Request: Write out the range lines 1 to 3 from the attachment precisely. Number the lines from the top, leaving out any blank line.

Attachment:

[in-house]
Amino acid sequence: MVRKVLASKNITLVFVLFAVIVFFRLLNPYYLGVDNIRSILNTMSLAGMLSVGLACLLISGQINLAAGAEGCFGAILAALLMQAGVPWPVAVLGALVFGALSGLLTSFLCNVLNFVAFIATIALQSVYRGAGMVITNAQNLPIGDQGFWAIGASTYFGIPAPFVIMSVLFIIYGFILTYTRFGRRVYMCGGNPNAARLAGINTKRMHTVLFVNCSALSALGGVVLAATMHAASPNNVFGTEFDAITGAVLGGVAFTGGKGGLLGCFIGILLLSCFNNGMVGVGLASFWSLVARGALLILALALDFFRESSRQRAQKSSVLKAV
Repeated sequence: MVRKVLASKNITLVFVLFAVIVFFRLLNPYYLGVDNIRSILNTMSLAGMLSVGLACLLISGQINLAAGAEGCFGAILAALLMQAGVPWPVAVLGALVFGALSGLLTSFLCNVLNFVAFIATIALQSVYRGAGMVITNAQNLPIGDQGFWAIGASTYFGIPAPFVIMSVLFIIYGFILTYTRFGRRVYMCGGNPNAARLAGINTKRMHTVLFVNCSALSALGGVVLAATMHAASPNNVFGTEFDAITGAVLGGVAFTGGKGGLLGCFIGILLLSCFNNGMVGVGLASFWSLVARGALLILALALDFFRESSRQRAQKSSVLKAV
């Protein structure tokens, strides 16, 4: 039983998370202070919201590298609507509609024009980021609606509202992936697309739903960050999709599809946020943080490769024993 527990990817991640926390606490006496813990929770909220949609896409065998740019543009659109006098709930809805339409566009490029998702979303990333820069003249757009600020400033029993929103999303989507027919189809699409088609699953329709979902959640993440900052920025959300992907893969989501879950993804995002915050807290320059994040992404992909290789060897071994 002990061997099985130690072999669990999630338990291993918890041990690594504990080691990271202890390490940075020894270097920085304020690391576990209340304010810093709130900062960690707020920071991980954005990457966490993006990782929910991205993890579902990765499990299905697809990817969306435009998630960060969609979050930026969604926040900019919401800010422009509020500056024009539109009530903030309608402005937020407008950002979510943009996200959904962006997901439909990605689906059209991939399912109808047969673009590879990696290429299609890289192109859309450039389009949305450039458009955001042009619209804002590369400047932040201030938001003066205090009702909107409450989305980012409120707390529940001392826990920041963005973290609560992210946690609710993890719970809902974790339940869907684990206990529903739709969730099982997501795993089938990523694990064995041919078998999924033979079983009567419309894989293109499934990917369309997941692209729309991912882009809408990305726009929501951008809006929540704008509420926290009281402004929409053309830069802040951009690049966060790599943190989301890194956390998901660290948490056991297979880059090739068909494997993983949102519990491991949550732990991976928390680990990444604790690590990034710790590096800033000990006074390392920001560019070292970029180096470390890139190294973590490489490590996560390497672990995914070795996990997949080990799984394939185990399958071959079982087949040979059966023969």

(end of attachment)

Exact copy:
[in-house]
Amino acid sequence: MVRKVLASKNITLVFVLFAVIVFFRLLNPYYLGVDNIRSILNTMSLAGMLSVGLACLLISGQINLAAGAEGCFGAILAALLMQAGVPWPVAVLGALVFGALSGLLTSFLCNVLNFVAFIATIALQSVYRGAGMVITNAQNLPIGDQGFWAIGASTYFGIPAPFVIMSVLFIIYGFILTYTRFGRRVYMCGGNPNAARLAGINTKRMHTVLFVNCSALSALGGVVLAATMHAASPNNVFGTEFDAITGAVLGGVAFTGGKGGLLGCFIGILLLSCFNNGMVGVGLASFWSLVARGALLILALALDFFRESSRQRAQKSSVLKAV
Repeated sequence: MVRKVLASKNITLVFVLFAVIVFFRLLNPYYLGVDNIRSILNTMSLAGMLSVGLACLLISGQINLAAGAEGCFGAILAALLMQAGVPWPVAVLGALVFGALSGLLTSFLCNVLNFVAFIATIALQSVYRGAGMVITNAQNLPIGDQGFWAIGASTYFGIPAPFVIMSVLFIIYGFILTYTRFGRRVYMCGGNPNAARLAGINTKRMHTVLFVNCSALSALGGVVLAATMHAASPNNVFGTEFDAITGAVLGGVAFTGGKGGLLGCFIGILLLSCFNNGMVGVGLASFWSLVARGALLILALALDFFRESSRQRAQKSSVLKAV